Clifford Temps Honors Late Wife’s Legacy with Generous $300,000 Donation to the Ruth Chandler Williamson Gallery

Ruenell Temps

By Kendra Pintor

Clifford Temps, a friend of Scripps College, has generously donated $300,000 to the Ruth Chandler Williamson Gallery (RCWG) in remembrance of his late wife, sculptor and ceramic artist Ruenell Foy Temps. This substantial contribution pays homage to Ruenell’s artistic legacy, honors her memory, and serves as a beacon of support for the arts at Scripps.

While searching for a home for Ruenell’s art, Temps was moved by Scripps’ RCWG Collections Manager & Registrar Kirk Delman’s enthusiasm for mounting an exhibition of her work. Temps offered 15 pieces, ranging from functional pieces to sculptural vessels, which have already been accepted into the College’s permanent collection.

“I am deeply grateful for Kirk’s generous offer, and this donation is my way of saying thank you,” says Temps. “I’ll be sharing more of Ruenell’s work with the gallery, as well as copies of a book I commissioned author Sheridan Hill to write about Ruenell titled All I Have, published in 2021.”

“I feel very lucky to have been a part of this gift and look forward to meeting Mr. Temps when he arrives in August for a retrospective of his wife’s work,” says Delman.

Ruenell, acclaimed for her mastery of sculpture and ceramics, left an indelible mark on the art world. As a home economics major at UC Davis, Ruenell’s only elective, a design class, convinced her to major in art. She went on to apply for the master’s program at San Francisco Art Institute and was unanimously accepted by the entrance committee, only to have that acceptance revoked two weeks later after the committee realized she was a woman.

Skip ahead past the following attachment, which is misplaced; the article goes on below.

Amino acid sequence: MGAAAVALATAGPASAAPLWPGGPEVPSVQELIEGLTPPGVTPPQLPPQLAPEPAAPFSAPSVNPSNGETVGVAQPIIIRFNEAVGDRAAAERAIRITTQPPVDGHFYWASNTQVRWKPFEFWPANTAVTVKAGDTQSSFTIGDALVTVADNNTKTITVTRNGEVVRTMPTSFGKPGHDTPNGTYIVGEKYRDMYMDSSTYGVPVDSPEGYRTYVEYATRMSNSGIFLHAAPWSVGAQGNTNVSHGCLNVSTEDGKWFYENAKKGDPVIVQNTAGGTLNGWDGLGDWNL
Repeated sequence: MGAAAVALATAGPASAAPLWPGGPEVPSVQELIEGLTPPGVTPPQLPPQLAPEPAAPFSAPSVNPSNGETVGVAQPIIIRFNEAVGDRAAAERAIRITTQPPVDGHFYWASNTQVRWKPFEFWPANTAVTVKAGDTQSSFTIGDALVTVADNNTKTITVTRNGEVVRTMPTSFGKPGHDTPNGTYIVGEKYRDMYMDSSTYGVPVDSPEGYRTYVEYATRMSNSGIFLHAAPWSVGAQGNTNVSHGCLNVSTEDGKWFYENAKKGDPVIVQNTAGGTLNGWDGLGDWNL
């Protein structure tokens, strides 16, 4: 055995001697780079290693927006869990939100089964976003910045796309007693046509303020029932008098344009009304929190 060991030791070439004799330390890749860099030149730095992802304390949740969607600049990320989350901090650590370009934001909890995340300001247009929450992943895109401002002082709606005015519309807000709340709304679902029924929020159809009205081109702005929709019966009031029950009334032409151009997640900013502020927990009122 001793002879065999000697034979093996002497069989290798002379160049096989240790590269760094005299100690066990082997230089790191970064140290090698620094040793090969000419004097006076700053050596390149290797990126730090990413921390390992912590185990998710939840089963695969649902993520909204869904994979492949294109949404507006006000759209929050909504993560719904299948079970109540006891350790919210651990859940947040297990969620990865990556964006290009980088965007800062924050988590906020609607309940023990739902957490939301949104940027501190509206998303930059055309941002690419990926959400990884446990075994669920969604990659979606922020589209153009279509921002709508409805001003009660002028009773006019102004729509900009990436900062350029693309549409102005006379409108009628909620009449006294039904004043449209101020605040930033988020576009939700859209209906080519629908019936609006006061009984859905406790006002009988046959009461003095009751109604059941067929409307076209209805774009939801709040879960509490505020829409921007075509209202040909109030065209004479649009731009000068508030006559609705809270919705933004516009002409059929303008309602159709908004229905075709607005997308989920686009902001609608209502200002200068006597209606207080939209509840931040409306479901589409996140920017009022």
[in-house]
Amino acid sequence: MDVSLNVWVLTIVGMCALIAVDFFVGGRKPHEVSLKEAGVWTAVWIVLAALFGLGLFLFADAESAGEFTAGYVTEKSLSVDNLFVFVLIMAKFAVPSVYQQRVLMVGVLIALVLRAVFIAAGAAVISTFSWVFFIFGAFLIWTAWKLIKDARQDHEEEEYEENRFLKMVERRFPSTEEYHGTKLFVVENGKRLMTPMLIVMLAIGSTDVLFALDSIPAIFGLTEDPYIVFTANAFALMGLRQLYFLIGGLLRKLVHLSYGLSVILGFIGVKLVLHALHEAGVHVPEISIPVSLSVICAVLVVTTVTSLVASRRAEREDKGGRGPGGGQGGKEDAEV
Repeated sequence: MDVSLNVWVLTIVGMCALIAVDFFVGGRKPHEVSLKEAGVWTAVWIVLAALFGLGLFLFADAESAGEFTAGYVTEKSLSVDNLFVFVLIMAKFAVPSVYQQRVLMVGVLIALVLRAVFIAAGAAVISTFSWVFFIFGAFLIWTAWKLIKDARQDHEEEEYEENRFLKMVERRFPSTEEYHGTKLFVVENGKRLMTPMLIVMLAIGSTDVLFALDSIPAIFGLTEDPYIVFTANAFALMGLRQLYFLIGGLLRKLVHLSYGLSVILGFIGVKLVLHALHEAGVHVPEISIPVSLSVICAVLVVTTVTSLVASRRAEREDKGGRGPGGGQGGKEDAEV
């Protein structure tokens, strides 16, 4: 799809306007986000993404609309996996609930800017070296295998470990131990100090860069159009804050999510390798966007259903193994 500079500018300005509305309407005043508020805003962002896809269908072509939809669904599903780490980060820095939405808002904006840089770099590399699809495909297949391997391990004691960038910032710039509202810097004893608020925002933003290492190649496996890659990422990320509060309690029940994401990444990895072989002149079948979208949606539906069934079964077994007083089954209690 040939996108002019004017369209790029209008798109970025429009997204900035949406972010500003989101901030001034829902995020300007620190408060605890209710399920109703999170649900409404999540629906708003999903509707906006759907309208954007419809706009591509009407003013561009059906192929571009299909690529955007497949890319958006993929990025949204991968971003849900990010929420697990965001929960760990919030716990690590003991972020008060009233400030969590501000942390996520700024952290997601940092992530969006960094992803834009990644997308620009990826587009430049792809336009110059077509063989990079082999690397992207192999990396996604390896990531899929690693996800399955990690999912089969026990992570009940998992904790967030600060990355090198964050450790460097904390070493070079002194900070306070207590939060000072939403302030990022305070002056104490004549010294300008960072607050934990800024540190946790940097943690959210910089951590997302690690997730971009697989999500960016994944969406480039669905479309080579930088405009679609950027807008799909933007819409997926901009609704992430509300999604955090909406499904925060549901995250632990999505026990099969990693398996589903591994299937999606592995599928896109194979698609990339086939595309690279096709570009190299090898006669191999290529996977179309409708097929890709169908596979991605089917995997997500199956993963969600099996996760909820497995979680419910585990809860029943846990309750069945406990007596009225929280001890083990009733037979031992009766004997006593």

However, Ruenell didn’t give up. After persevering, she was admitted to UC Berkeley master’s degree program in ceramics, from which she later graduated.

Ruenell Temps Pottery Gallery

“I was mostly a peripheral member of the art community that Ruenell was deeply involved in,” reflects Temps. “My support for her and her work consisted of helping her pack up her art, getting her to various shows, and being there in support of what she loved to do.”

Throughout her career, Ruenell participated in more than 30 invitational and solo shows. In 1975, her work appeared in the 31st Ceramic Annual exhibition at Scripps College. The inclusion of her art in the College’s collection underscores her connection to the rich history of ceramics at Scripps.

A substantial portion of Temps’ donation will support special projects, including collections care, which is crucial for maintaining and preserving the integrity of artworks. This foundational support ensures that the gallery continues to serve as a vibrant hub for artistic expression and appreciation at Scripps.

“Having worked with many significant artists and teachers in the Bay Area from the 1960s through the 1990s, Ruenell’s work exemplifies the Northern California aesthetic that is missing from our collection,” says Delman.

Discussing the positive impact of the donation, Temps emphasized its primary focus on the art community at Scripps. He envisions the funds enabling the gallery to feature other artists and maintain their impressive work.

“It means a lot to have Ruenell and her work preserved and honored in this way,” says Temps. “My hope is that the shared enthusiasm and artistic appreciation of the Scripps and local community will breathe new life into Ruenell’s memory.”

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